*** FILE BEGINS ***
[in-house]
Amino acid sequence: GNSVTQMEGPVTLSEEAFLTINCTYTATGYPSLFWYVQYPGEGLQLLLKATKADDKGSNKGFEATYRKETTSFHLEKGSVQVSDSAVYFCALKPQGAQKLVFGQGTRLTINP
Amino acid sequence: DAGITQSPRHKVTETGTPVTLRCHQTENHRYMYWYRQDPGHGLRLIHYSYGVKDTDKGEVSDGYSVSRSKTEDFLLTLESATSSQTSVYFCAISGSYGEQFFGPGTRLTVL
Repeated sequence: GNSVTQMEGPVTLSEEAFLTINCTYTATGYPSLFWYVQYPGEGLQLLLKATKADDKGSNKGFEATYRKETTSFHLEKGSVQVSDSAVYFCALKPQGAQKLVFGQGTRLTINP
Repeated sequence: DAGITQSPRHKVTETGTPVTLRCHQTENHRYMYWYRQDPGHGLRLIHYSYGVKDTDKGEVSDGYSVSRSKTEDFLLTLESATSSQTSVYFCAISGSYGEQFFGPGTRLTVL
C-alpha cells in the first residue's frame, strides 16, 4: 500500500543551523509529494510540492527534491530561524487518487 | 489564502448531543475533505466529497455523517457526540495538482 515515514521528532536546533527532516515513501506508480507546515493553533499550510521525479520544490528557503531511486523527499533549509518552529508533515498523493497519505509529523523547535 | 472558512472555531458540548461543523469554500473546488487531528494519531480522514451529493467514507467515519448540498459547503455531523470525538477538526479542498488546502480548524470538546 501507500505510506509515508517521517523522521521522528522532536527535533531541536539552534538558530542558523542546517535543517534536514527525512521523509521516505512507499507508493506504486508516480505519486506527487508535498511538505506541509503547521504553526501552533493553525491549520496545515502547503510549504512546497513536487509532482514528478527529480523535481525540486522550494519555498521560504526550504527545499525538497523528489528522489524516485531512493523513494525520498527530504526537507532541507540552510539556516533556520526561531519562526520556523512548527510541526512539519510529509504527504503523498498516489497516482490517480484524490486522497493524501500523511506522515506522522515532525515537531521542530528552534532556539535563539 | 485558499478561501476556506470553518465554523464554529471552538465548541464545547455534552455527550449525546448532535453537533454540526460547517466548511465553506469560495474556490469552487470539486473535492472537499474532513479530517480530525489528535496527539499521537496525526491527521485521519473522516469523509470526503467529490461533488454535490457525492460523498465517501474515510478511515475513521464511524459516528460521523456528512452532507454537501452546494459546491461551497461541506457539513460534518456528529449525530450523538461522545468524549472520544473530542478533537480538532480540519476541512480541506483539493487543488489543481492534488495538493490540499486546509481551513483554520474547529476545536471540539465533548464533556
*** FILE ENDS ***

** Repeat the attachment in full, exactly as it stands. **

[in-house]
Amino acid sequence: GNSVTQMEGPVTLSEEAFLTINCTYTATGYPSLFWYVQYPGEGLQLLLKATKADDKGSNKGFEATYRKETTSFHLEKGSVQVSDSAVYFCALKPQGAQKLVFGQGTRLTINP
Amino acid sequence: DAGITQSPRHKVTETGTPVTLRCHQTENHRYMYWYRQDPGHGLRLIHYSYGVKDTDKGEVSDGYSVSRSKTEDFLLTLESATSSQTSVYFCAISGSYGEQFFGPGTRLTVL
Repeated sequence: GNSVTQMEGPVTLSEEAFLTINCTYTATGYPSLFWYVQYPGEGLQLLLKATKADDKGSNKGFEATYRKETTSFHLEKGSVQVSDSAVYFCALKPQGAQKLVFGQGTRLTINP
Repeated sequence: DAGITQSPRHKVTETGTPVTLRCHQTENHRYMYWYRQDPGHGLRLIHYSYGVKDTDKGEVSDGYSVSRSKTEDFLLTLESATSSQTSVYFCAISGSYGEQFFGPGTRLTVL
C-alpha cells in the first residue's frame, strides 16, 4: 500500500543551523509529494510540492527534491530561524487518487 | 489564502448531543475533505466529497455523517457526540495538482 515515514521528532536546533527532516515513501506508480507546515493553533499550510521525479520544490528557503531511486523527499533549509518552529508533515498523493497519505509529523523547535 | 472558512472555531458540548461543523469554500473546488487531528494519531480522514451529493467514507467515519448540498459547503455531523470525538477538526479542498488546502480548524470538546 501507500505510506509515508517521517523522521521522528522532536527535533531541536539552534538558530542558523542546517535543517534536514527525512521523509521516505512507499507508493506504486508516480505519486506527487508535498511538505506541509503547521504553526501552533493553525491549520496545515502547503510549504512546497513536487509532482514528478527529480523535481525540486522550494519555498521560504526550504527545499525538497523528489528522489524516485531512493523513494525520498527530504526537507532541507540552510539556516533556520526561531519562526520556523512548527510541526512539519510529509504527504503523498498516489497516482490517480484524490486522497493524501500523511506522515506522522515532525515537531521542530528552534532556539535563539 | 485558499478561501476556506470553518465554523464554529471552538465548541464545547455534552455527550449525546448532535453537533454540526460547517466548511465553506469560495474556490469552487470539486473535492472537499474532513479530517480530525489528535496527539499521537496525526491527521485521519473522516469523509470526503467529490461533488454535490457525492460523498465517501474515510478511515475513521464511524459516528460521523456528512452532507454537501452546494459546491461551497461541506457539513460534518456528529449525530450523538461522545468524549472520544473530542478533537480538532480540519476541512480541506483539493487543488489543481492534488495538493490540499486546509481551513483554520474547529476545536471540539465533548464533556